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Empty drug store shelves in Phoenix, Arizona shortly after quarantine measures were announced. (Photo: Shutterstock)

Empty drug store shelves in Phoenix, Arizona shortly after quarantine measures were announced. (Photo: Shutterstock)

I Take Hydroxychloroquine. Please Don't Hoard It.

To prevent hoarding and protect public health, we need to move towards universal care and lower-cost drugs.

Olivia Alperstein

 by OtherWords

The best birthday present I got this year was a refill of my medication. Ordinarily, that wouldn’t be much to celebrate, but the coronavirus has upended the ordinary.

I’ve been taking hydroxychloroquine, an anti-malarial drug, since I was diagnosed with rheumatoid arthritis at 22. Thankfully, it’s kept my disease from progressing. It’s not an exaggeration to say it’s the only reason I don’t need a cane right now.

When I saw that chloroquine was being touted by President Trump and others as a potential treatment for the coronavirus, my heart sank. I counted the pills I had left and called my doctor.

Thankfully, I’m still getting my medication — for now.

It isn’t clear yet whether chloroquine is an effective treatment for COVID-19. There aren’t any definitive studies to prove it — in fact, a study in Brazil had to be halted over concerns about potentially fatal heart complications.

But that hasn’t stopped some doctors from using it to treat their COVID-19 patients. Some hospitals are stockpiling the drug in advance, while some people who haven’t tested positive — and who don’t need the drug for other medical reasons — are trying to get their hands on a supply.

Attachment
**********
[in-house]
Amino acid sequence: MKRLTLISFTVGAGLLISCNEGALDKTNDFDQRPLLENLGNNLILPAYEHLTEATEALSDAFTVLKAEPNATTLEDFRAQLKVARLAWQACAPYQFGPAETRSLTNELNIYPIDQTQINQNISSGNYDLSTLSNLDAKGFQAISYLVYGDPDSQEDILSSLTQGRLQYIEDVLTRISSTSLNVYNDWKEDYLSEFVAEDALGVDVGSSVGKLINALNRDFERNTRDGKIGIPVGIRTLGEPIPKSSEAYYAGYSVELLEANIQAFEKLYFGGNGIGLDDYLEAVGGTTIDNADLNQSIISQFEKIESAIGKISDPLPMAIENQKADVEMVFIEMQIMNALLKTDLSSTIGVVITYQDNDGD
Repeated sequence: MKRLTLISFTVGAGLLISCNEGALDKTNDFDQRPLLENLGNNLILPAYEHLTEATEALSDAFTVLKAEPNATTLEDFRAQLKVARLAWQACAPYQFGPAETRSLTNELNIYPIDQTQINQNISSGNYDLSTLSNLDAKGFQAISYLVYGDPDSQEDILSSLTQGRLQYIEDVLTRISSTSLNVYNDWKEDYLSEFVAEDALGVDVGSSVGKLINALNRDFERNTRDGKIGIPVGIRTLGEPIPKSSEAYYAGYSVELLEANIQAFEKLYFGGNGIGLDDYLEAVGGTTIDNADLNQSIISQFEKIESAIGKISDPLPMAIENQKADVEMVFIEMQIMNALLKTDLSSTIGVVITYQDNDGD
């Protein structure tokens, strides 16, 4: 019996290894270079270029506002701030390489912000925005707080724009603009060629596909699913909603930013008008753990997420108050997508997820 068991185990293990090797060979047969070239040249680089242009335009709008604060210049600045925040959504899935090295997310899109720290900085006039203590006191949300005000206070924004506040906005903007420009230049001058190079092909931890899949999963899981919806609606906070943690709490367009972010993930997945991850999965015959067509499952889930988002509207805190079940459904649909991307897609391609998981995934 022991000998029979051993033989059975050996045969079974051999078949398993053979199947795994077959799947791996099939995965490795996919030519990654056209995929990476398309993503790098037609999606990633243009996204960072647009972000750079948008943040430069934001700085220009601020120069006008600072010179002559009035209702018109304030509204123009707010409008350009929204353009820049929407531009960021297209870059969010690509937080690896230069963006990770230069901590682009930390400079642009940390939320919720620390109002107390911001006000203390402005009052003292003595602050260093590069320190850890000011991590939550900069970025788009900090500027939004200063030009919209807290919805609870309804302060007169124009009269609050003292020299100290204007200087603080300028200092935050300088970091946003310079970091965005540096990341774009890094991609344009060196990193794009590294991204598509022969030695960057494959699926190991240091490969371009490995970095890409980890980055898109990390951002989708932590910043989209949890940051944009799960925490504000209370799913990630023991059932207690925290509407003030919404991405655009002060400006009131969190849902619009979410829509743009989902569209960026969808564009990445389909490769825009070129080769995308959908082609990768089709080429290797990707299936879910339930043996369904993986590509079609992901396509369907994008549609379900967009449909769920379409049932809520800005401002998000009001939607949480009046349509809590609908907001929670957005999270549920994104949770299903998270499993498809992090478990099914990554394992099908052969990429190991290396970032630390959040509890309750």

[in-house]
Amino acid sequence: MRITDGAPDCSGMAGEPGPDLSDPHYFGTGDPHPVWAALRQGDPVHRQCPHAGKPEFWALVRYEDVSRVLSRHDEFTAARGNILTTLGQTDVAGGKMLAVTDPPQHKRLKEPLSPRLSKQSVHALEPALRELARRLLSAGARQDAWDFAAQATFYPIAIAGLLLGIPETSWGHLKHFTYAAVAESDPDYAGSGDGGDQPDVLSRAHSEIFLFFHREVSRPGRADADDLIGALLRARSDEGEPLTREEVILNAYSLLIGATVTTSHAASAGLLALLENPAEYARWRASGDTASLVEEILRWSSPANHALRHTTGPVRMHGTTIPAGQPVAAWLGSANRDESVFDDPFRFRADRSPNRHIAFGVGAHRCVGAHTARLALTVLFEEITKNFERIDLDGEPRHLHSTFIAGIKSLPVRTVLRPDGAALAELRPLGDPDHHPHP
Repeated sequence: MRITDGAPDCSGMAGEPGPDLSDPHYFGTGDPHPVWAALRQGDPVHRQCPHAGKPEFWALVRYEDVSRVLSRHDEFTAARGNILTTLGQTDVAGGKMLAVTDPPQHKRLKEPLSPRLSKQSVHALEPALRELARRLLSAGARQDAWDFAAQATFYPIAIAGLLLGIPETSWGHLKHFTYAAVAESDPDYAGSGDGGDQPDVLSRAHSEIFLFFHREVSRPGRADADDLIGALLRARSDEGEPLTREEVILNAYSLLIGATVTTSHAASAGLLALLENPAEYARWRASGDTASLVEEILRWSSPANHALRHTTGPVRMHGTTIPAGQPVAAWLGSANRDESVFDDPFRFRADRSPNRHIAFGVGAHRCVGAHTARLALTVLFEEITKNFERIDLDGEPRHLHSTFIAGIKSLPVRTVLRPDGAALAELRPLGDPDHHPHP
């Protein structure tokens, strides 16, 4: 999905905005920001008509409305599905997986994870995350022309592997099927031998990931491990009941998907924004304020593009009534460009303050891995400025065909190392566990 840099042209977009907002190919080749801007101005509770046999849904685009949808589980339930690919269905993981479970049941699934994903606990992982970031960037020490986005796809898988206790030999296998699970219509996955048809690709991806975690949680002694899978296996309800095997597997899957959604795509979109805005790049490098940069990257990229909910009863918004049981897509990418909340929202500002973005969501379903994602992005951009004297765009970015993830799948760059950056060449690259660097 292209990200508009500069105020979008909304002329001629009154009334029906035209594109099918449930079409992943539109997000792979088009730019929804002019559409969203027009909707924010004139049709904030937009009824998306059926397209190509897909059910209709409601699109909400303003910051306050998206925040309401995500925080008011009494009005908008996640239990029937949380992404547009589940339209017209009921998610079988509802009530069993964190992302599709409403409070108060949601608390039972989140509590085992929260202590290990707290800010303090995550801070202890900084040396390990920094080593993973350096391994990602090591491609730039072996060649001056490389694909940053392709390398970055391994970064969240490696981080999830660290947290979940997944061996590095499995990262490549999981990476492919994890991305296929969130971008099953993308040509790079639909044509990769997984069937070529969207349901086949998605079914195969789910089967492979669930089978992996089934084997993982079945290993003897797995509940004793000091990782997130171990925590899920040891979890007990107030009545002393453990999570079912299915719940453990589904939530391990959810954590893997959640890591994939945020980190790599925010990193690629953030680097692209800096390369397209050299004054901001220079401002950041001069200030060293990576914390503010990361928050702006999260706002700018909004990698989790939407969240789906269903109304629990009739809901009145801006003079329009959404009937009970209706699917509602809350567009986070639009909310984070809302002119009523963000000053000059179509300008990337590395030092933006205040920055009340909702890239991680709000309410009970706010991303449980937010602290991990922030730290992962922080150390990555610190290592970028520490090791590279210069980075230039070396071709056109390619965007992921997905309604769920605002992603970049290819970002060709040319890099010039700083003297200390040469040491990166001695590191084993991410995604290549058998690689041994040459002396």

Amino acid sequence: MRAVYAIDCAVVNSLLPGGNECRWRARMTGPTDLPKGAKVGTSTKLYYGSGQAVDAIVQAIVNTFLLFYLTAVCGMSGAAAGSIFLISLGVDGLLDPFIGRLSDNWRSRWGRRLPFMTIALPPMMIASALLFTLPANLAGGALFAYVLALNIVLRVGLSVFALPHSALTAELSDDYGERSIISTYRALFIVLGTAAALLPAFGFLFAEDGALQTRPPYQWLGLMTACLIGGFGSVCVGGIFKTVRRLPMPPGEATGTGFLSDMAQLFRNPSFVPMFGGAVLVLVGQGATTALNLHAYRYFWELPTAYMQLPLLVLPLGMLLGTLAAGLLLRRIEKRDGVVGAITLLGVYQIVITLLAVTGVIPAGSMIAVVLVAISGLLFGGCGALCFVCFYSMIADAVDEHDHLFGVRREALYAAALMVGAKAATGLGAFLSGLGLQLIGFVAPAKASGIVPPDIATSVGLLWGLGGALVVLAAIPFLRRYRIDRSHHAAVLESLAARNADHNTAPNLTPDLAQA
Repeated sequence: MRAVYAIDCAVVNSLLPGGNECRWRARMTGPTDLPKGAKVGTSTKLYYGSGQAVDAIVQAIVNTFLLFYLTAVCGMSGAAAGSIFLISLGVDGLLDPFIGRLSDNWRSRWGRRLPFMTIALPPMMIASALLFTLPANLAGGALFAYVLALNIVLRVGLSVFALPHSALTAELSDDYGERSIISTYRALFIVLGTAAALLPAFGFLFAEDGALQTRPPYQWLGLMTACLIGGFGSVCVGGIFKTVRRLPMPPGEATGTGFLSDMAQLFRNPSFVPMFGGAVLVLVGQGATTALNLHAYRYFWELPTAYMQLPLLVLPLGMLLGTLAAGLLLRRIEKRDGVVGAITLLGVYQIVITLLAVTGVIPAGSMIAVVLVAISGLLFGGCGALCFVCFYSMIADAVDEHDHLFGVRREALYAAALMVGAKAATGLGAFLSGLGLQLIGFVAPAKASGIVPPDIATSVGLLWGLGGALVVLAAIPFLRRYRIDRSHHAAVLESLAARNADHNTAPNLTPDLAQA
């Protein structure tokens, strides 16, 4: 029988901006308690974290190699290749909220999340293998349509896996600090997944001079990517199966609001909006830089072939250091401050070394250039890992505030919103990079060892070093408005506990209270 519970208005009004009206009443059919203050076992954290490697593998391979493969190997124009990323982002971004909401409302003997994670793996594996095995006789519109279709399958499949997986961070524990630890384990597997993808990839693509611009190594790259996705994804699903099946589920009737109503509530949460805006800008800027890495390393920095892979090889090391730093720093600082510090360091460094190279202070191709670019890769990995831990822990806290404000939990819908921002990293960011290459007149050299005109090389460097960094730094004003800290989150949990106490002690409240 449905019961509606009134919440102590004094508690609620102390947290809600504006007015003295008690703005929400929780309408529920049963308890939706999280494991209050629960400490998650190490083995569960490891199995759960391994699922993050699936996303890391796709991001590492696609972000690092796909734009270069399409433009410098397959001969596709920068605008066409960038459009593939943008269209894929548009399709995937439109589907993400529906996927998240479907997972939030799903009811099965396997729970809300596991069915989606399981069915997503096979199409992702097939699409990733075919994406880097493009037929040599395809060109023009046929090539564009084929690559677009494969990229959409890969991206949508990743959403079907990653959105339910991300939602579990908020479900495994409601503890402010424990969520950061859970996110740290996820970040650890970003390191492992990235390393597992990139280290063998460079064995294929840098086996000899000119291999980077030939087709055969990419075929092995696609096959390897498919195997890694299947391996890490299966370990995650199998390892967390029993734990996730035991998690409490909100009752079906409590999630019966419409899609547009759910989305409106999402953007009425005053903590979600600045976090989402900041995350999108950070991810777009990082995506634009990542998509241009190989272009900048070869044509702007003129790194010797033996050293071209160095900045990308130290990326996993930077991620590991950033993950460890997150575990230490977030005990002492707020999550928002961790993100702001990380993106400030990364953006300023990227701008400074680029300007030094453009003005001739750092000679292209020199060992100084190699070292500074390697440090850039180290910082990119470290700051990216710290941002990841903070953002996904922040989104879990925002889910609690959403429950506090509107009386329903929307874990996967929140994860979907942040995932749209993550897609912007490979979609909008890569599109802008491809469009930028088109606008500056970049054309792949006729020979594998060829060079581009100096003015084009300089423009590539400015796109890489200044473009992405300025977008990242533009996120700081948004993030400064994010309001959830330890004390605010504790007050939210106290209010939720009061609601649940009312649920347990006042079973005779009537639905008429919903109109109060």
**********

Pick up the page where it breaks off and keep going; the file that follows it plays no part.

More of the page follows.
As a result, I’m not the only person worrying about getting access to this life-saving medication.

Thousands upon thousands of people around the world rely on it, both to treat rheumatoid arthritis and to control malaria outbreaks. Imagine what it’s like for them watching otherwise healthy people try to stock up on this drug like they’re rushing to scoop up toilet paper.

Due to high costs, people already ration much-needed medications even in the best of times. And now, in a crisis, drug companies are angling to capitalize on this pandemic.

Drug maker Gilead, for example, sought — and received — a monopoly from the FDA to produce a promising coronavirus treatment, which would have surely put it out of reach for millions. The company only backed down after intense public pressure.

Before the outbreak, drug manufacturer Rising Pharmaceuticals had decided to double the price of Plaquenil, the brand-name version of hydroxychloroquine, but the company temporarily suspended the price hike. How nice of them.

Still, with banks reportedly encouraging drug companies to price gouge at will — and some U.S. senators more concerned with selling stock than protecting the public — it feels very vulnerable to rely on a life-saving medication at a time like this.

Anyone needing treatment for this virus should get it. But that also means we need to protect others who rely on drugs like chloroquine from the hoarding and price gouging that could put our medications out of reach, too.

No one — from coronavirus patients to people with conditions like mine — should feel like they need to hoard drugs to feel safe, or be deprived of access to drugs they need to survive.

If you are generally healthy, there’s something you can do to give people like me a fighting chance: Demand that Congress put people’s health first in the next coronavirus stimulus package. Call on them to require insurers to eliminate patient costs associated with treating the disease.

And call on them to move toward universal health care and lower-cost prescription drugs for all ailments.

I am incredibly lucky. Many people with rheumatoid arthritis have far worse symptoms than I and were first diagnosed later in life, when they may have developed other complications. These are people who are particularly vulnerable to COVID-19.

We have already lost too many people to this pandemic, and we will lose more. It’s more urgent than ever that we act to protect public health.

This work is licensed under a Creative Commons Attribution-Share Alike 3.0 License.

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